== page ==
Fly Of The Week
Previous Flies
Fly Tying Terms

By Skip Morris

A true fishing fly - that is, a fly that most fishers will tie and fish rather than merely discuss and read about and nothing more - must have the following qualities: It must require, at most, a modest amount of time for the average tiers to create, it must be constructed of materials relatively easy to obtain, it must be durable, and it must catch fish at least as well as any other fly of its type. This is my pragmatic and experience-won definition of a true fishing fly, and the Skaddis, in both its light and dark versions, fits it.

The wings of most adult-caddis imitations are tied in near the hook's eye, but I found that this can cause the wing to flare and lose its definition; the short yarn wing of the Skaddis hasn't the length to spread out, so it stays neatly bunched in the shape and position of a real caddis's wings. True, this short yarn wing starts further down the body than do a real caddis's wings, but that makes no difference because the first bit of the real caddis's wings are tapered fine and are insignigicant from the trout's perspective. [See Flies Only for what trout actually see.] Beyond this, there is nothing unique about my caddis, but this simple, durable yarn wing that stays neatly in the appropriate shape is enough.

Materials Skaddis Light (Dark follows below)

Hook:   Standard dry fly, sizes 22 to 8 (the hook shown is a Dai-Riki 305).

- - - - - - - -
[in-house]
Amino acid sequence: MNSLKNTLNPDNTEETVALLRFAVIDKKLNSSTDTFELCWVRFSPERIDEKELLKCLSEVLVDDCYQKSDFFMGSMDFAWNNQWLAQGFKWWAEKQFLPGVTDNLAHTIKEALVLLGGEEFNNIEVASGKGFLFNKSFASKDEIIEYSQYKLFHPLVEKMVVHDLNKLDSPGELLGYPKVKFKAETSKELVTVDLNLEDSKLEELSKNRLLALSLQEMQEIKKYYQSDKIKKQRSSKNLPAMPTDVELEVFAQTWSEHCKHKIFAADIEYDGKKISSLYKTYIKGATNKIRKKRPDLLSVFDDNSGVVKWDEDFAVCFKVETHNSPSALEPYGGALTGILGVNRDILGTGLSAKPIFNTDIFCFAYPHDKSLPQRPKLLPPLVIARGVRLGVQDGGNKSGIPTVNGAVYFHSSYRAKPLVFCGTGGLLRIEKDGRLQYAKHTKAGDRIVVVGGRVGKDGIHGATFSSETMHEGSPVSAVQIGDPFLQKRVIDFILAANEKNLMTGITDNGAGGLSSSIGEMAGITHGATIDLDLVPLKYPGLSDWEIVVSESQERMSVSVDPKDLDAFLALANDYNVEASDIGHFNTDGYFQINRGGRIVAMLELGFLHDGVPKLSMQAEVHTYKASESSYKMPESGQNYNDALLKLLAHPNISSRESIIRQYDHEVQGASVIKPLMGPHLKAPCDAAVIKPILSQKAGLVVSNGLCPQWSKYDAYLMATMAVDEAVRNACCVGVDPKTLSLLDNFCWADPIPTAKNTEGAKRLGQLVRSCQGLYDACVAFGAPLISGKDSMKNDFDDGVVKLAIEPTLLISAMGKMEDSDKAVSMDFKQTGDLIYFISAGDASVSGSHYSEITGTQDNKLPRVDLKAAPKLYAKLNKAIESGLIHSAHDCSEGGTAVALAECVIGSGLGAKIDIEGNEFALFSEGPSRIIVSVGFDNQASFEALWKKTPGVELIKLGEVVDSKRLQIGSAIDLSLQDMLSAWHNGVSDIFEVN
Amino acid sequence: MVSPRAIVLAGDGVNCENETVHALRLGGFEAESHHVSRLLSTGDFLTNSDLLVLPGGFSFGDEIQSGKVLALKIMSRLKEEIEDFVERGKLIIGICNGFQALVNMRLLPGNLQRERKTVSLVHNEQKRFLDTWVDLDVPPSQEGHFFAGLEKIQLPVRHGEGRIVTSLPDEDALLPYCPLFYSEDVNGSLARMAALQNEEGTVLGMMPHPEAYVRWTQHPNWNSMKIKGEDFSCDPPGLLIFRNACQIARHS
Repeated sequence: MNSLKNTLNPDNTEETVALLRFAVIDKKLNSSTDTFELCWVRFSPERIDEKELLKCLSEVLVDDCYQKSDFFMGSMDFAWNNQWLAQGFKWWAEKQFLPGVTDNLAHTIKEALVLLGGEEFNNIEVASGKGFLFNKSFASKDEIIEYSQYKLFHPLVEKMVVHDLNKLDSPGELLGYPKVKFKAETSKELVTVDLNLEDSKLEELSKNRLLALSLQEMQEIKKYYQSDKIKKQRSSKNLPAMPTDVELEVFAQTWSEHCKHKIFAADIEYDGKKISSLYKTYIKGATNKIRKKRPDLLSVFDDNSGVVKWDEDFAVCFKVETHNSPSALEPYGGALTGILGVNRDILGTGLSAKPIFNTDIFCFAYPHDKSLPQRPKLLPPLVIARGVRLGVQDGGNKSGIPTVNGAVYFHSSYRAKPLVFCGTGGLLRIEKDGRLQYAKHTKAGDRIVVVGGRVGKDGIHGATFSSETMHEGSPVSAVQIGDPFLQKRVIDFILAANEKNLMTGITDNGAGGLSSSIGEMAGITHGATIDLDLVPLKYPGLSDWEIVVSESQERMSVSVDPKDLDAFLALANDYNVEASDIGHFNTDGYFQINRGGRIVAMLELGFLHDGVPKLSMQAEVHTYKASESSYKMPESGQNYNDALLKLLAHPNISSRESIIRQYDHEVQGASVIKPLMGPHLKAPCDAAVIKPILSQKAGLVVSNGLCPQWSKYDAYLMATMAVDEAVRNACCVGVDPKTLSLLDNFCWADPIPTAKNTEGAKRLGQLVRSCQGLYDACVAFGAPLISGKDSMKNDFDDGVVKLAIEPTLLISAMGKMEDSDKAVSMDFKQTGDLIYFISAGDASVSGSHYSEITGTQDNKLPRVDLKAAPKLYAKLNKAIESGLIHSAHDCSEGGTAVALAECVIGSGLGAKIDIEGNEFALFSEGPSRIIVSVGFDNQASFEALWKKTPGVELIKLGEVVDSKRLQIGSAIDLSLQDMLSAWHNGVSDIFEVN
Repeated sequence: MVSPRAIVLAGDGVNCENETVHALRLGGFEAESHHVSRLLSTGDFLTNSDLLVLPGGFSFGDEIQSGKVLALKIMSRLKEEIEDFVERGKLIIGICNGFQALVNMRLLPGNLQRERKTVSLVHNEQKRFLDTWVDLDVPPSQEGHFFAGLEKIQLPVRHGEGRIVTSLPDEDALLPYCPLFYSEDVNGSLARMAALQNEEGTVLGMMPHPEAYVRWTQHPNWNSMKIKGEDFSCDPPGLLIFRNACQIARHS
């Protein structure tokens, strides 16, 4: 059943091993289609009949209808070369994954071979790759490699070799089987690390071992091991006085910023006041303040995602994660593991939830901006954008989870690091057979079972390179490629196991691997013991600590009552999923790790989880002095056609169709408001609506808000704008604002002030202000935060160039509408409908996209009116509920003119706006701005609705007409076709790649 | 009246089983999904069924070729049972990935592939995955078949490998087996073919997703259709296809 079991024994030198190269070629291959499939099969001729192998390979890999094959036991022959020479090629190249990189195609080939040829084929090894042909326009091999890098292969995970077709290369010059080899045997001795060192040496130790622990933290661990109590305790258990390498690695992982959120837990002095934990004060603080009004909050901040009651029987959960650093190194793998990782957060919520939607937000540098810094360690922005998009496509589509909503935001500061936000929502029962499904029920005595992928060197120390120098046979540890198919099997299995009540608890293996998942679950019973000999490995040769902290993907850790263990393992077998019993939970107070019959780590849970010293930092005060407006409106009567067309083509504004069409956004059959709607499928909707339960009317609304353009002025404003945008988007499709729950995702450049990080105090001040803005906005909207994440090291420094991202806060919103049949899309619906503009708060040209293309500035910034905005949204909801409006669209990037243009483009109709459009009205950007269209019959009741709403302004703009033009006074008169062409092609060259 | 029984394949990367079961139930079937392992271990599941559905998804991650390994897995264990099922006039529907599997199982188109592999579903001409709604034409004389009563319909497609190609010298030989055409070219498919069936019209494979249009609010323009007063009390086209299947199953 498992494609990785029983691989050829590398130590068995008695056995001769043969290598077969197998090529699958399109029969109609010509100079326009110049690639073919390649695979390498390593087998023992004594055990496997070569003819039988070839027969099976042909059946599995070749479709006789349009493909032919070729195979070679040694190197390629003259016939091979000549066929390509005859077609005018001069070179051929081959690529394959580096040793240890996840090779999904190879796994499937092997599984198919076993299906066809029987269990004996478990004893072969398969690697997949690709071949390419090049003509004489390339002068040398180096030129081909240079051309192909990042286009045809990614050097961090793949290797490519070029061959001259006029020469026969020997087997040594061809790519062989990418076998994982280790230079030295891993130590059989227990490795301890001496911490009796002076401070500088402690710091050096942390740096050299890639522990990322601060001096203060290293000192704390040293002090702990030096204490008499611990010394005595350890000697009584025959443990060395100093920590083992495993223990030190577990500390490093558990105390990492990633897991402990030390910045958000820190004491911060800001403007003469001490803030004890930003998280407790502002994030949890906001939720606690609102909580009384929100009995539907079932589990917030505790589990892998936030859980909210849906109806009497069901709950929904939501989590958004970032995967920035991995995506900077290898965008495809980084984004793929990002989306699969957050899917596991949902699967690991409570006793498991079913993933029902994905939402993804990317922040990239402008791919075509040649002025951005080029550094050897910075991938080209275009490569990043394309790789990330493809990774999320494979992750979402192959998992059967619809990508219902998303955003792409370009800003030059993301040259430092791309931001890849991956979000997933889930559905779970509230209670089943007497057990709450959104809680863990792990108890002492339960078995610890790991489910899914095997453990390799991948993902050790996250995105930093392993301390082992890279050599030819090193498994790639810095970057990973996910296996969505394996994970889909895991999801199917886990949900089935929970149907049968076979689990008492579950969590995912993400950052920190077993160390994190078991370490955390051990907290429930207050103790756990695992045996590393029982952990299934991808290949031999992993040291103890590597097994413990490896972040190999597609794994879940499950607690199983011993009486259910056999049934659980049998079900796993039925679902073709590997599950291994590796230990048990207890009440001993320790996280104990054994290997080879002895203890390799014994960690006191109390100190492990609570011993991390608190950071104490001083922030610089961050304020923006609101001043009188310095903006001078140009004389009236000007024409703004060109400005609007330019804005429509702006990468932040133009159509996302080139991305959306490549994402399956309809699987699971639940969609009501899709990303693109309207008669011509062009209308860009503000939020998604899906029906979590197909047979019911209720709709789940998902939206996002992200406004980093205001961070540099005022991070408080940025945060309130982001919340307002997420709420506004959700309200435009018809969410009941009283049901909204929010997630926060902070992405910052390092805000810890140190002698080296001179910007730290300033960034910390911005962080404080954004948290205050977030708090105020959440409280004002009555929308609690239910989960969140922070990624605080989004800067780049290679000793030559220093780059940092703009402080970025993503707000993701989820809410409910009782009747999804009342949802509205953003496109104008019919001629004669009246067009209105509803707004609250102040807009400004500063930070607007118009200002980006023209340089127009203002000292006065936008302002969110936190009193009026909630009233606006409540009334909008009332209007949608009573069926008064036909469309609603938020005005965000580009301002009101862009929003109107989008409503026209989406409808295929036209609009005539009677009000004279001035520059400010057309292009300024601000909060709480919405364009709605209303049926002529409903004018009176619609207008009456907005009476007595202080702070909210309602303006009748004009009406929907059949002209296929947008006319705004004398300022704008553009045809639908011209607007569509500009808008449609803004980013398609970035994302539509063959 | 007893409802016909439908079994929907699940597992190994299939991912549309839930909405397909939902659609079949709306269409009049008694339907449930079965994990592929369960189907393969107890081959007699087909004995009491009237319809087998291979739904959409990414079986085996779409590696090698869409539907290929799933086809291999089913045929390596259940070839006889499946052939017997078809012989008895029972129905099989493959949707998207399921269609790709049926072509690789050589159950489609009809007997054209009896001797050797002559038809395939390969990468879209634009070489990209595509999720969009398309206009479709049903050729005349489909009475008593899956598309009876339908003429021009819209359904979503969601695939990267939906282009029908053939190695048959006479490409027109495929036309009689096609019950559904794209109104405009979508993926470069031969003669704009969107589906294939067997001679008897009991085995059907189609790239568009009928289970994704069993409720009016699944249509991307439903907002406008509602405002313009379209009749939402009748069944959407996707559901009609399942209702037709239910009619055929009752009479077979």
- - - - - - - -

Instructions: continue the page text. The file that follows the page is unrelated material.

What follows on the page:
Thread:   Tan 8/0 or 6/0.

Abdomen:  Tan poly dubbing.

Wing:  Tan poly yarn.

Hackle:  Ginger.

Thorax:   Tan poly dubbing.

Dark Scaddis

Materials Skaddis Dark

Hook:   Standard dry fly, sizes 22 to 8 (the hook shown is a Dai-Riki 305).

Thread:   Brown 8/0 or 6/0.

Abdomen:  Brown poly dubbing.

Wing:  Brown poly yarn.

Hackle:  Brown.

Thorax:   Brown poly dubbing.

Tying Steps:

1. Dub a substantial abdomen from the bend up two-thirds of the shank, and then use the pinch to tie in a length of poly yarn ahead of the abdomen as shown, (The thickness of the yarn will depend on the size of the fly; use the photos as a guide.)

2. Snip the butts of the poly yarn at an angle, and then bind them with thread. Tie in a single hackle, trim its stem, and bind the trimmed end with thread.

3. Dub a full thorax, and then palmer the hackle up it in three to five turns. Tie off the hackle and complete the head as usual.

4. Draw the yarn tight and with one quick snip, trim it to wing length. Trim the fibers flat underneath or to a shallow "V." Complete the Skaddis by cementing its thread head. ~ Skip Morris


As I'm sure you've guessed by now, the colors and hook sizes of this fly can be varied to imitate a variety of caddis species. Most of the time, however, I simply stick with the light and dark versions. The Skaddis suggests a resting adult caddis fly and should be fised dead drift with, if appropriate, the slightest occassional twieches. If the current is heavy, if the natural caddis flies are skittering vigorously about the surface, or both, look to one of the bushy, buoyant caddis imitations; [Elk Hair Caddis or Goddard Caddis] but if you are imitating quiet caddis on light riffles or smooth water, try a Skaddis. ~ Skip

Credits: From the Art of Tying the Dry Fly by Skip Morris, published by Frank Amato Publications, Inc. We greatly appreciate use permission.

For more great flies, check out: Beginning Fly Tying, Intermediate Fly Tying and Advanced Fly Tying.

[ HOME ]

[ Search ] [ Contact FAOL ] [ Media Kit ] © Notice